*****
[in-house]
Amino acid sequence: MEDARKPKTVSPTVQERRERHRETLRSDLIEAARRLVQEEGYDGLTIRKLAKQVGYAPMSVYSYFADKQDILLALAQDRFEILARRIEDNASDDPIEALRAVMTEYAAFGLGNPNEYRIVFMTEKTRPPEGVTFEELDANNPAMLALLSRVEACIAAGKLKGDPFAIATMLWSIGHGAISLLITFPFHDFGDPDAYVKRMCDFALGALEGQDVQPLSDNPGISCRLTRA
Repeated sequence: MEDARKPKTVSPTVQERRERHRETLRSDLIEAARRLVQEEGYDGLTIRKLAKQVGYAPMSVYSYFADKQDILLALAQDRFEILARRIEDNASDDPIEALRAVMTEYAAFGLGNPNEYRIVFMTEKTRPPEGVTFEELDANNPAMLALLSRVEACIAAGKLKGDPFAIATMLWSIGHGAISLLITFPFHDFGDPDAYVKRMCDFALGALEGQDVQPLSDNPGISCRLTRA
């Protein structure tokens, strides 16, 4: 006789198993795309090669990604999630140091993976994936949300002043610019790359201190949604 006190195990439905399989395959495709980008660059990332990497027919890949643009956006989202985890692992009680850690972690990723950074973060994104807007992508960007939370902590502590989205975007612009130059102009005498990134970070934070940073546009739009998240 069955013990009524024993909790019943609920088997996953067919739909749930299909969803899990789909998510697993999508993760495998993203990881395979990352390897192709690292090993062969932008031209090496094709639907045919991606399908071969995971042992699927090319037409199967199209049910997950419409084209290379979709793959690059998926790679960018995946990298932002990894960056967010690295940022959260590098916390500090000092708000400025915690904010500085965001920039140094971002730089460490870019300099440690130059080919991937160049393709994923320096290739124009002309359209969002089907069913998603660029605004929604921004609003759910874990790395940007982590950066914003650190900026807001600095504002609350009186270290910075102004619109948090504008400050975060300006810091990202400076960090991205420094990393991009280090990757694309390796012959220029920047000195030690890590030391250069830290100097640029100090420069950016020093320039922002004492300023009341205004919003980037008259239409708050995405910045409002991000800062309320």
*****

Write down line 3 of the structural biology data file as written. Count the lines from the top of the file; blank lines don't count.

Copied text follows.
Repeated sequence: MEDARKPKTVSPTVQERRERHRETLRSDLIEAARRLVQEEGYDGLTIRKLAKQVGYAPMSVYSYFADKQDILLALAQDRFEILARRIEDNASDDPIEALRAVMTEYAAFGLGNPNEYRIVFMTEKTRPPEGVTFEELDANNPAMLALLSRVEACIAAGKLKGDPFAIATMLWSIGHGAISLLITFPFHDFGDPDAYVKRMCDFALGALEGQDVQPLSDNPGISCRLTRA